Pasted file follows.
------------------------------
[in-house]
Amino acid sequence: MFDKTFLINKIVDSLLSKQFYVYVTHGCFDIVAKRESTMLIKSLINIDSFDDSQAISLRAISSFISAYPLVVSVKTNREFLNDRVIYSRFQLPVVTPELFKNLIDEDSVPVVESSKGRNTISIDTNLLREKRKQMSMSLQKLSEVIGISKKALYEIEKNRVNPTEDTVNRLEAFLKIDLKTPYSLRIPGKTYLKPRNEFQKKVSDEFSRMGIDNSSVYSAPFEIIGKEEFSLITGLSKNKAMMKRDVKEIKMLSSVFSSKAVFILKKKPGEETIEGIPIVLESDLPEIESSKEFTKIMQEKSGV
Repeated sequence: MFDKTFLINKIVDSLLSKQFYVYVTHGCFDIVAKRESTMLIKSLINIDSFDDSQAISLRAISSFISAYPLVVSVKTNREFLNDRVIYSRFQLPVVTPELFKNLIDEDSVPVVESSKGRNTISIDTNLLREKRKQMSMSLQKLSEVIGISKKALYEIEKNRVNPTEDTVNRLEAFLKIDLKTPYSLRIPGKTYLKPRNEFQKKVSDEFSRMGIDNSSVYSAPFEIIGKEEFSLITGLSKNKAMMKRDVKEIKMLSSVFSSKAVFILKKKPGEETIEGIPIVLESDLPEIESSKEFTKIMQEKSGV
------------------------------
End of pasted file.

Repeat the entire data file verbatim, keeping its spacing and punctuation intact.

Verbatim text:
[in-house]
Amino acid sequence: MFDKTFLINKIVDSLLSKQFYVYVTHGCFDIVAKRESTMLIKSLINIDSFDDSQAISLRAISSFISAYPLVVSVKTNREFLNDRVIYSRFQLPVVTPELFKNLIDEDSVPVVESSKGRNTISIDTNLLREKRKQMSMSLQKLSEVIGISKKALYEIEKNRVNPTEDTVNRLEAFLKIDLKTPYSLRIPGKTYLKPRNEFQKKVSDEFSRMGIDNSSVYSAPFEIIGKEEFSLITGLSKNKAMMKRDVKEIKMLSSVFSSKAVFILKKKPGEETIEGIPIVLESDLPEIESSKEFTKIMQEKSGV
Repeated sequence: MFDKTFLINKIVDSLLSKQFYVYVTHGCFDIVAKRESTMLIKSLINIDSFDDSQAISLRAISSFISAYPLVVSVKTNREFLNDRVIYSRFQLPVVTPELFKNLIDEDSVPVVESSKGRNTISIDTNLLREKRKQMSMSLQKLSEVIGISKKALYEIEKNRVNPTEDTVNRLEAFLKIDLKTPYSLRIPGKTYLKPRNEFQKKVSDEFSRMGIDNSSVYSAPFEIIGKEEFSLITGLSKNKAMMKRDVKEIKMLSSVFSSKAVFILKKKPGEETIEGIPIVLESDLPEIESSKEFTKIMQEKSGV